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Gas Troubles in Kyrgyzstan and Ukraine, Macedonia Loses Torture Case

Plus, leading Russian activists launch a new rights body and Romania’s Basescu bows to necessity by reappointing rival Ponta as head of government.

by Ky Krauthamer, Joshua Boissevain, Ioana Caloianu, and Nino Tsintsadze 18 December 2012

1. Yanukovych postpones gas talks with Putin


Victor Yanukovych
Talks to resolve a longstanding gas pricing dispute between Russia and Ukraine were postponed 18 December after Ukrainian President Viktor Yanukovych canceled a trip to Russia hours before he was expected to meet with his Russian counterpart Vladimir Putin. A spokesman for Yanukovych said the president needed more time to prepare documents related to the agreement, according to Reuters.


The two were scheduled to discuss the price Ukraine pays to Russia for gas imports, which has been a thorny issue for the two countries and has the potential to disrupt gas flows to Europe. Russia has twice blocked the flow of gas to Ukraine, once in 2006 and again in 2009, when downstream Central and Western European customers of Russia’s Gazprom had to scramble for alternative heating sources in mid-winter.


Ukraine says that the $430-per-1,000-cubic-meter price tag it’s currently paying is draining its budget. Former Prime Minister Yulia Tymoshenko is serving a prison sentence for abuse of office in connection with the deal. Kyiv wants to slash its gas purchases from Gazprom next year, and has grown so desperate for cheaper energy that it recently was fooled into signing a fake $1.1 billion gas deal. But, with a $9 billion debt to foreign creditors – including $6.4 billion to the International Monetary Fund – due next year, Ukraine is running out of alternatives to dealing with Moscow, Reuters writes.


Russia has said it would consider cutting the gas price if Ukraine agreed to certain concessions, including letting Russia buy into some Ukrainian pipelines, according to Radio Free Europe. Russia has also hinted that Ukraine would be able to get a more favorable deal if it were to join the customs union with Russia, Belarus, and Kazakhstan.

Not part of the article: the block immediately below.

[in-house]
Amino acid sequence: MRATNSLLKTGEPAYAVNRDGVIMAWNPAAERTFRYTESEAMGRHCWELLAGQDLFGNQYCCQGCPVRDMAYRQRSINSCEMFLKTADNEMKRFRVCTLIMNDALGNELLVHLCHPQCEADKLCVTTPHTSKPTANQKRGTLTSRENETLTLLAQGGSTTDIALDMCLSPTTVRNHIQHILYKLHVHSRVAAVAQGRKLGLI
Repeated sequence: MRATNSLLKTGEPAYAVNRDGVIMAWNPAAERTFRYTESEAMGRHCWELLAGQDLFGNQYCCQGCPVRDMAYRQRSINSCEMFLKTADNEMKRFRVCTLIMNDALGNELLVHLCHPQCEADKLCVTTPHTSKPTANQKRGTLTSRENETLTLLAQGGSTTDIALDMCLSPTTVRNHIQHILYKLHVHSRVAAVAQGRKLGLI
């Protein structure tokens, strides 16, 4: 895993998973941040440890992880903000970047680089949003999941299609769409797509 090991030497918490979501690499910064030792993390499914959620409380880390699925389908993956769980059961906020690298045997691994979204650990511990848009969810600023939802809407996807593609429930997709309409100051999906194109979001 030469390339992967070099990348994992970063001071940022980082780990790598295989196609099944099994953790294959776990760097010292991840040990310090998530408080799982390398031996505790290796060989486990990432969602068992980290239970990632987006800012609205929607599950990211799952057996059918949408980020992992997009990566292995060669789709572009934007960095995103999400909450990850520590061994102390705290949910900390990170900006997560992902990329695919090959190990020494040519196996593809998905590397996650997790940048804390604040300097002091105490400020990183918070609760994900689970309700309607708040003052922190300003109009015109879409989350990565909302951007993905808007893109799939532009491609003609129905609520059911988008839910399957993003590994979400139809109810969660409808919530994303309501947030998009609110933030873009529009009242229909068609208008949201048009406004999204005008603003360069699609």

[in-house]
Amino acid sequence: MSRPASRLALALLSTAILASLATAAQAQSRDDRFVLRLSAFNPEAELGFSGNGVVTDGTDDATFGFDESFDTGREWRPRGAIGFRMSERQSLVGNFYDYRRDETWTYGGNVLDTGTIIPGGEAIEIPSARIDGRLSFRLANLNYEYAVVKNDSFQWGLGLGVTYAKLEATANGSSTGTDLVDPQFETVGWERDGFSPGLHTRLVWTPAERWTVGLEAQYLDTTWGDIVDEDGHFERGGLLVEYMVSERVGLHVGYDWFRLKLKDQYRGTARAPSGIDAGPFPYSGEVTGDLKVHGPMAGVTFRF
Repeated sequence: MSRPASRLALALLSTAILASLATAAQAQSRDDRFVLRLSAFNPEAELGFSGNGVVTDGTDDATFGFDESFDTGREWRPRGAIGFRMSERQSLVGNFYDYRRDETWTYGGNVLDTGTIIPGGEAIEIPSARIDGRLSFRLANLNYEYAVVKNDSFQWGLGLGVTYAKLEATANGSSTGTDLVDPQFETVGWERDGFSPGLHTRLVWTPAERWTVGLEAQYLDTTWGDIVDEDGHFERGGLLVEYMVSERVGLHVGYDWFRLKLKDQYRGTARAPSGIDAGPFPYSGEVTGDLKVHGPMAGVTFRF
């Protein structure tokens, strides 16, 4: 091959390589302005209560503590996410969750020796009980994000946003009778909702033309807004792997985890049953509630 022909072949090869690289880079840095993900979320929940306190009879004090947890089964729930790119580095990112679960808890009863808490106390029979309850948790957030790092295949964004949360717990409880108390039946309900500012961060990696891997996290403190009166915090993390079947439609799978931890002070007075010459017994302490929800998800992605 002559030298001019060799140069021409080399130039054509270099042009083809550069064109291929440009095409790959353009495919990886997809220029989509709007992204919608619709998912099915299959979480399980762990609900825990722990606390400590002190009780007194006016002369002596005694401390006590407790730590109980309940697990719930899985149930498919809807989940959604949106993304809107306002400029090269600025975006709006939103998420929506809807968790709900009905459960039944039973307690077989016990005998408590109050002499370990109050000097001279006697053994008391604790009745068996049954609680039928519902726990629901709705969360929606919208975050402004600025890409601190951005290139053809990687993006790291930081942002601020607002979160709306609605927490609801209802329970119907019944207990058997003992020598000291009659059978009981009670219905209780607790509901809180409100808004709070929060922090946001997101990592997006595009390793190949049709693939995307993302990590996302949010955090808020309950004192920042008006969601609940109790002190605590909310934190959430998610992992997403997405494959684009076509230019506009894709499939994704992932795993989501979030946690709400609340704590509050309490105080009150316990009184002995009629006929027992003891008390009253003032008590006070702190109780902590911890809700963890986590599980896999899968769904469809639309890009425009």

2. Macedonia helped CIA torture innocent man: Strasbourg court


Macedonia violated the rights of a man it handed over to U.S. authorities as a suspected terrorist, the European Court of Human Rights ruled 13 December, the Associated Press reports.


Khaled El-Masri
Khaled El-Masri, a German citizen of Lebanese origin, claimed he was kidnapped in Macedonia in 2003, held captive for 23 days, then delivered to U.S. authorities, who flew him to Afghanistan. He said he was submitted to torture and abuse until 2004, when CIA agents realized they had mistaken him for another man with a similar name. He was then flown to Albania and left on a road.


The court said El-Masri was beaten and sodomized by members of the CIA rendition team in the presence of Macedonian authorities, according to the AP.


"This ruling is historic. It recognizes that the CIA rendition and secret detention system involved torture and enforced disappearances," said Wilder Tayler, secretary general of the Geneva-based International Commission of Jurists, said in a statement, which says Macedonia is the first European country to be held accountable for its part in the CIA’s rendition program for suspected terrorists.


The court ordered Macedonia to pay El-Masri 60,000 euros in damages, according to the AP.


3. Ponta reappointed Romanian prime minister


Victor Ponta
Romanian President Traian Basescu reappointed his chief political rival, Victor Ponta, to a second term as prime minister 17 December. Basescu’s office said in a statement that leaders of the center-left alliance that won parliamentary elections earlier this month put forward no other candidates for the post, Deutsche Welle reports.